Murphey et al. (2006) analyzed the thin structure and convective initiation along the dryline of 19 June 2002, a case from the 2002 International H2O Project (IHOP_2002; Weckwerth et al. 2004) field experiment. Data from airborne Doppler radar and water vapor differential absorption lidar (DIAL) were used. In that case, the along-line variability found in the data was attributed to numerous misocyclones that distorted the thin line and the misocyclones influenced the locations of the updraft with most of the peak values positioned north of the circulations. These updrafts coincided with the triggering of initial convective cells. The HCRs, at least those east of the dryline, were found to be parallel to the line and, therefore, would not explain the localized enhancement of vertical motion or the formation of misocyclones. KHI was believed to be the cause of those misocyclones. Further, the misocyclones were found to contain a downdraft core at their center, due to a dynamically induced downward pressure gradient force (Klemp and Rotunno 1983; Lee and Wilhelmson 1997); therefore these misocyclones were generally not collocated with the updrafts and hence did not trigger convection.

During IHOP_2002, a dryline formed on 24 May and intense convection was initiated along the line in the afternoon. The event was intensively observed during the field experiment for the purpose of studying CI and possible interaction of the dryline with an intersecting cold front (Weckwerth et al. 2004). A rich set of special observations was collected during the field experiment and additional data were gathered in post–real time from various networks of surface stations (Weckwerth et al. 2004). For this reason, the case has been studied by a number of researchers (e.g., Geerts et al. 2006; Holt et al. 2006; Wakimoto et al. 2006) from different perspectives.

In the first part of this paper (Xue and Martin 2006, referred to hereafter as Part I), a successful simulation of the 24 May 2002 case is described. The nonhydrostatic Advanced Regional Prediction System (ARPS) model (Xue et al. 2000, 2003) is used to simulate the evolution of the dryline and the intersecting cold front as well as the initiation and development of convective storms along and near the dryline and cold front. Using a large (700 km × 400 km) 1-km horizontal resolution grid nested within an even larger 3-km grid (Fig. 1), the model is able to accurately predict the evolution of the dryline, the development and evolution of realistic boundary layer convective eddies and horizontal rolls, and most importantly, the timing and location of convective initiation along a section of dryline in western Texas. The model predicted the timing and location of convective initiation accurate to within 20 min and 25 km, respectively.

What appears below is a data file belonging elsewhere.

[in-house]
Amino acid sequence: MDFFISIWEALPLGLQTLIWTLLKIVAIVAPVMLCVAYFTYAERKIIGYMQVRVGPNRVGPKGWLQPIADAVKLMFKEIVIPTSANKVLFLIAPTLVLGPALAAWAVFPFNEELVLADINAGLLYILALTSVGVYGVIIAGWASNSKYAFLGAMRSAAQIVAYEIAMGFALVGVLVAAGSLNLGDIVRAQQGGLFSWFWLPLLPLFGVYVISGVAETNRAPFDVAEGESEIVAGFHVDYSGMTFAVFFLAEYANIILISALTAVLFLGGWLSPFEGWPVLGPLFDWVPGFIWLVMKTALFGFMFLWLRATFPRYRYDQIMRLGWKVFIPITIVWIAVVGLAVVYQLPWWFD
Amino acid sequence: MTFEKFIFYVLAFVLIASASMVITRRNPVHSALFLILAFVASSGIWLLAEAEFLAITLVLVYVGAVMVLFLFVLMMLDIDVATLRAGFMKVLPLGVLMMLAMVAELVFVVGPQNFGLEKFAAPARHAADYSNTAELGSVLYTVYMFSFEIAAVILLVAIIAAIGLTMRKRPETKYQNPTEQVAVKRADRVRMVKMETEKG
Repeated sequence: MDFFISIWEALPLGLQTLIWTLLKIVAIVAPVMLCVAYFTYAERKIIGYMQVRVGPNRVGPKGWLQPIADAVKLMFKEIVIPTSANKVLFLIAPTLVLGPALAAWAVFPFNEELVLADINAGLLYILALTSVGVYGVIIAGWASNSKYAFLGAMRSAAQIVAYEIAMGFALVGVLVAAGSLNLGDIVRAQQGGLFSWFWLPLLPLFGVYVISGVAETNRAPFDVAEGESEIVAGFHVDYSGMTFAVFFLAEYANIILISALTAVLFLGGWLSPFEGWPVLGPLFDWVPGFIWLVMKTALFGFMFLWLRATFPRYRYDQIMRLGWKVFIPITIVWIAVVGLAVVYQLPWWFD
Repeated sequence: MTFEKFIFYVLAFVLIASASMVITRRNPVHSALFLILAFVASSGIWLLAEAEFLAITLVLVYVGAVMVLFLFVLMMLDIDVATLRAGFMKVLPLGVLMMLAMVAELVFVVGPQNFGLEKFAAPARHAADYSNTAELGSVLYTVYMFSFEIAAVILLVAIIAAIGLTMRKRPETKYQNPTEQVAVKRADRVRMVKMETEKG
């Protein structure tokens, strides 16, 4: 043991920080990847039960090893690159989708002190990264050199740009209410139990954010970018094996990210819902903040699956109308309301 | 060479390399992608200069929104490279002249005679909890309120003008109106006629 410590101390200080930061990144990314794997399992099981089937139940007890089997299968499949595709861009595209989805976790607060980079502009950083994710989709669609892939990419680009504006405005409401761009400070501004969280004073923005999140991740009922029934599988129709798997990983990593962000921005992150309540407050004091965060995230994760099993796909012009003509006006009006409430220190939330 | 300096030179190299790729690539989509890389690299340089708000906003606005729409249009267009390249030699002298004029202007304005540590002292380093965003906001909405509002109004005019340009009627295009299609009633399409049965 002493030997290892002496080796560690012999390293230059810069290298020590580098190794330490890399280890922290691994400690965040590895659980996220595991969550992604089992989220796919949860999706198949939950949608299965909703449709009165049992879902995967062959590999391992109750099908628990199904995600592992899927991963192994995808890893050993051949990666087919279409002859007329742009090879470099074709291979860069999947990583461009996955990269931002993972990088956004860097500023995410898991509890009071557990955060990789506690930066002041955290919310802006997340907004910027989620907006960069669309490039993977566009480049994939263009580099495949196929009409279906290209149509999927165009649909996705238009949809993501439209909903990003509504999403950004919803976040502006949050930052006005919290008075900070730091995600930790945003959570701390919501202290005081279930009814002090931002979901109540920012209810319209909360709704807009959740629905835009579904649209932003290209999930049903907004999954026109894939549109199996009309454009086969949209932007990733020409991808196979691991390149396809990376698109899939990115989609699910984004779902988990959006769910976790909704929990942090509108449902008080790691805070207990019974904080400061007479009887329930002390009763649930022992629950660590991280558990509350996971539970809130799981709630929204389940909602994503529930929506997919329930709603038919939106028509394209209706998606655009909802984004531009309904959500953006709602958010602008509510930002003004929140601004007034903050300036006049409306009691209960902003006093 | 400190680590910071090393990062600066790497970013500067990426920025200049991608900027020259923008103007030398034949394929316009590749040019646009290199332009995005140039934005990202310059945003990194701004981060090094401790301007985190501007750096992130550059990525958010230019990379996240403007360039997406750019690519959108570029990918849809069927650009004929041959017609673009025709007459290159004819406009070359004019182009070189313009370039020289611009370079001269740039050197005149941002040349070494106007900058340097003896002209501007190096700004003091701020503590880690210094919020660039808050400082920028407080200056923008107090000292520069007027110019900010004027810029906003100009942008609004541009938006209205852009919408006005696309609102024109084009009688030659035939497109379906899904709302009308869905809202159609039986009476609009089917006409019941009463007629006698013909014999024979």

In Part I, it is suggested that the interaction between the dryline and the horizontal convective rolls from the west side of the dryline play an important role in determining the preferred locations of convective initiation along the dryline. Such interaction creates localized maximum surface convergence that provides additional forcing to lift air parcels above their level of free convection (LFC). The mesoscale convergence in the dryline zone and the resultant upward bulging of the well-mixed moist boundary layer created a favorable zone for moist convection.

In this paper, the development and evolution of the boundary layer (BL) HCRs and open convective cells (OCCs) and their interaction with the dryline are analyzed in detail in section 2. The processes by which a series of (moist) convective cells are triggered are discussed in section 3. The possible role of misocyclone vortices that form along the main convergence line is also discussed. In section 4, we propose a conceptual model that summarizes our findings. A summary is then given in section 5.

2. The development and evolution of HCRs preceding CI